For Better or WorseBy: Lauren Layne
FOR AS LONG AS Heather Fowler could remember, living in Manhattan had been The Dream.
The one she talked about as a precocious eight-year-old when her mom’s best friend, turned chatty by one too many glasses of the Franzia she chugged like water, asked her what she wanted to be when she grew up.
At eight, Heather hadn’t been exactly sure about the what in her future. But she absolutely knew the where.
New York City.
The obsession had started with Friends reruns, and had only grown as she’d moved on to her mother’s Sex and the City DVD collection, which she’d watched covertly while her mother had worked double shifts at the diner.
People in New York were vibrant, sparkling. They were doing something. Important things. Fun things.
She wanted to be one of them.
By the time Heather was in high school, The Dream was still going strong.
While the overachievers had dreams of going to Mars, and the smaller-thinking ones had aspirations of getting to the mall, for Heather it had always and only been NYC.
Her mother had never pretended to understand Heather’s dream. Joan Fowler had lived her entire life in Merryville, Michigan, with only two addresses: her lower-middle-class parents’ split-level and the trailer she’d rented when her parents had kicked her out, four months pregnant.
And while Heather had wanted something more for her mother—something more for herself—than hand-me-down clothes and a two-bedroom trailer that smelled constantly like peroxide (courtesy of her mother’s hairdressing side job), Joan had always seemed content.
But to Heather’s mother’s credit, Joan had never been anything less than encouraging.
If you want New York, you do New York. Simple as that.
And so Heather had.
Though it hadn’t been simple. There had been detours. College at Michigan State. A tiny apartment in Brooklyn Heights with four roommates that, while technically located in New York City, wasn’t quite the urbane sophistication she’d pictured.
But Heather’s resolve had never wavered. In one of her college internships, a mentor had told Heather to dress for the job she wanted, not the one she had.
Heather did that, but she’d also broadened the idiom: Live the life you want, not the one you have.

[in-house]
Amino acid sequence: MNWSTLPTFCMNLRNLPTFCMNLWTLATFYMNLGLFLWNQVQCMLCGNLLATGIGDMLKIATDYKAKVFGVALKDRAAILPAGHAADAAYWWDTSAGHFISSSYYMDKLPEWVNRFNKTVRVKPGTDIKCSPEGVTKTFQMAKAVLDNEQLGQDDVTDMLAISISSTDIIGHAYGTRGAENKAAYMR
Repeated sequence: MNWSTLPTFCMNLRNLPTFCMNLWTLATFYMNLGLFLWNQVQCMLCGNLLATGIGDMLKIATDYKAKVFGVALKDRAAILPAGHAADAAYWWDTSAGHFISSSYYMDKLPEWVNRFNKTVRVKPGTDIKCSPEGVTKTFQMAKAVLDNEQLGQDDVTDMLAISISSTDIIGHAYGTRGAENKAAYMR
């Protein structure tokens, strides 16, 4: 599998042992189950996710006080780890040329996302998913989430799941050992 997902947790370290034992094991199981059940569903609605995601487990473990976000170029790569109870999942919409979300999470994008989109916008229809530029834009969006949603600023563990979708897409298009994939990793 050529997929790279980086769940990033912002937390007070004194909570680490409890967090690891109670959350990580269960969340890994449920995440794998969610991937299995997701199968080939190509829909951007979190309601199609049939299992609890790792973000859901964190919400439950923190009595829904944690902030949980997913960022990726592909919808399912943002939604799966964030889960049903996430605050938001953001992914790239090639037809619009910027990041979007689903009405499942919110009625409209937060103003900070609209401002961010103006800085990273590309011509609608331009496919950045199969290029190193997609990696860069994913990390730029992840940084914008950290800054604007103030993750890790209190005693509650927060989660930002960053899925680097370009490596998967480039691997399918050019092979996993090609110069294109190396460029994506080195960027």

In this case, that meant saving up enough to cover rent that was more expensive than she could comfortably afford. Yet. More than she could afford yet. Because Heather was close to a promotion from assistant wedding planner to actual wedding planner. She could feel it.
The apartment was going to help her get there.
An apartment in zip code 10128, just east of Central Park.
She’d done it. She’d achieved The Dream, or at least part of it.
And it was . . .
It was two a.m., and she wasn’t even close to anything resembling slumber. Heather’s eyes snapped open after yet another failed sleep attempt. Her nostrils flared in an unsuccessful bid for patience before she turned and banged her palm against the wall over her Ikea headboard.
She’d purposely left the walls of her bedroom white because she’d read it was soothing. The curtains were also white, as were the area rug at the foot of the bed, the flowers on her table, and the lamp shades.
White is soothing, white is soothing, white is soothing . . .
She waited. And waited. There was a pause, and Heather held her breath.
Then: Bum ba-dum bum bum bum . . .
White wasn’t soothing enough for this shit.
Heather fought the urge to scream. Was the music actually getting louder? Was that even possible?
Apparently. Because whoever lived on the other side of her bedroom wall either couldn’t hear her banging or straight-up didn’t care.
Heather closed her eyes and tried to tell herself that it was peaceful. Tried to pretend that the mediocre pounding of the drums and the squeal of some sort of guitar was a lullaby.
Her eyes snapped open again. Nope.
Heather threw back the covers—a fancy new white duvet for her fancy new place—and shoved her feet into her slippers as she pulled a hair band off the nightstand and dragged her messy dark blond curls into a knot on top of her head. She slid on her glasses, threw on a gray hoodie that she didn’t bother to zip, opened the front door of her apartment, and made the short journey to the door of 4A.